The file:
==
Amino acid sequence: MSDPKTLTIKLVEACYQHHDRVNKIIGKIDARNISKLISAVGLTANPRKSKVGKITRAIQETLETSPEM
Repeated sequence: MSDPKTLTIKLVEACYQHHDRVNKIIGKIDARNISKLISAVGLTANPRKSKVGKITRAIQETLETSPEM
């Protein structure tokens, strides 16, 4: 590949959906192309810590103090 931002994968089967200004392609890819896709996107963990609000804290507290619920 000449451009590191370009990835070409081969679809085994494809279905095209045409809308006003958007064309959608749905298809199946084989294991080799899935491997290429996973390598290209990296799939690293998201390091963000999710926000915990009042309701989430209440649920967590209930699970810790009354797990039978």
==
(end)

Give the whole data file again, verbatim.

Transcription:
Amino acid sequence: MSDPKTLTIKLVEACYQHHDRVNKIIGKIDARNISKLISAVGLTANPRKSKVGKITRAIQETLETSPEM
Repeated sequence: MSDPKTLTIKLVEACYQHHDRVNKIIGKIDARNISKLISAVGLTANPRKSKVGKITRAIQETLETSPEM
């Protein structure tokens, strides 16, 4: 590949959906192309810590103090 931002994968089967200004392609890819896709996107963990609000804290507290619920 000449451009590191370009990835070409081969679809085994494809279905095209045409809308006003958007064309959608749905298809199946084989294991080799899935491997290429996973390598290209990296799939690293998201390091963000999710926000915990009042309701989430209440649920967590209930699970810790009354797990039978």